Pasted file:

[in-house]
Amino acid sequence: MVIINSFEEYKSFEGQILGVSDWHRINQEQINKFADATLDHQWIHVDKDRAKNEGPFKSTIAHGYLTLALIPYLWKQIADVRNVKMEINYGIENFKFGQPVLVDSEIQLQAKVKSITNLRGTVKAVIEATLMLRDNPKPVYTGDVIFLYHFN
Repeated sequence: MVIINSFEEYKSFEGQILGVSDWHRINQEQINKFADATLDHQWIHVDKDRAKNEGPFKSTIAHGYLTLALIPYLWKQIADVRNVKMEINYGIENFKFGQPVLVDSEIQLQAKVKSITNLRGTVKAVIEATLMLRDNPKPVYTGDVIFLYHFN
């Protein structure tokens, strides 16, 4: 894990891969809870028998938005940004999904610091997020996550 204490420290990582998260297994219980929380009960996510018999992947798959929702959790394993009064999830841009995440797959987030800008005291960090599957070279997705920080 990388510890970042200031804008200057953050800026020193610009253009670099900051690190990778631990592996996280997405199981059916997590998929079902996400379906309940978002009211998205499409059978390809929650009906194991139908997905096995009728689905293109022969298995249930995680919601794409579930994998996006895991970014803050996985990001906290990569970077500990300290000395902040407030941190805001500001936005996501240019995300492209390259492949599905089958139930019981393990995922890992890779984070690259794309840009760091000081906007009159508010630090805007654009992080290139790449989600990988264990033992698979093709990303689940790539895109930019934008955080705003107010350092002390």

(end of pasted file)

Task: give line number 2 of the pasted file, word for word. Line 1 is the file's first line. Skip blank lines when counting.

Amino acid sequence: MVIINSFEEYKSFEGQILGVSDWHRINQEQINKFADATLDHQWIHVDKDRAKNEGPFKSTIAHGYLTLALIPYLWKQIADVRNVKMEINYGIENFKFGQPVLVDSEIQLQAKVKSITNLRGTVKAVIEATLMLRDNPKPVYTGDVIFLYHFN